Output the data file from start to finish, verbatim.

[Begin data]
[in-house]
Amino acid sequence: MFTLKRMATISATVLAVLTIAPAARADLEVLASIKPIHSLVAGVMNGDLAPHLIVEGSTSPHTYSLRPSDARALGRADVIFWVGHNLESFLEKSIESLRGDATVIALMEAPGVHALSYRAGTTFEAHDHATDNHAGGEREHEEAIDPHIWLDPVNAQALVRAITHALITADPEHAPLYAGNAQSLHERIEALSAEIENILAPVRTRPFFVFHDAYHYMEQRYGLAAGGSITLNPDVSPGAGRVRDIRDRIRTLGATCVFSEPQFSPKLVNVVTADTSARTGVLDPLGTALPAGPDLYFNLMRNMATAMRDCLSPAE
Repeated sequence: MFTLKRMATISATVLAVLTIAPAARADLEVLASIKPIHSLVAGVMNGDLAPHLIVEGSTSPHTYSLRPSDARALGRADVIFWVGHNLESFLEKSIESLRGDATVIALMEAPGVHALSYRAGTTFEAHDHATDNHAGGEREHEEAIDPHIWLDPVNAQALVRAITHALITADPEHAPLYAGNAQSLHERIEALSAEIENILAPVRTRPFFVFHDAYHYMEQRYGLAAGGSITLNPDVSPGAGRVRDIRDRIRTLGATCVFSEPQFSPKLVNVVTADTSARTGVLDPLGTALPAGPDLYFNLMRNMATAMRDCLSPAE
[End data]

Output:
[in-house]
Amino acid sequence: MFTLKRMATISATVLAVLTIAPAARADLEVLASIKPIHSLVAGVMNGDLAPHLIVEGSTSPHTYSLRPSDARALGRADVIFWVGHNLESFLEKSIESLRGDATVIALMEAPGVHALSYRAGTTFEAHDHATDNHAGGEREHEEAIDPHIWLDPVNAQALVRAITHALITADPEHAPLYAGNAQSLHERIEALSAEIENILAPVRTRPFFVFHDAYHYMEQRYGLAAGGSITLNPDVSPGAGRVRDIRDRIRTLGATCVFSEPQFSPKLVNVVTADTSARTGVLDPLGTALPAGPDLYFNLMRNMATAMRDCLSPAE
Repeated sequence: MFTLKRMATISATVLAVLTIAPAARADLEVLASIKPIHSLVAGVMNGDLAPHLIVEGSTSPHTYSLRPSDARALGRADVIFWVGHNLESFLEKSIESLRGDATVIALMEAPGVHALSYRAGTTFEAHDHATDNHAGGEREHEEAIDPHIWLDPVNAQALVRAITHALITADPEHAPLYAGNAQSLHERIEALSAEIENILAPVRTRPFFVFHDAYHYMEQRYGLAAGGSITLNPDVSPGAGRVRDIRDRIRTLGATCVFSEPQFSPKLVNVVTADTSARTGVLDPLGTALPAGPDLYFNLMRNMATAMRDCLSPAE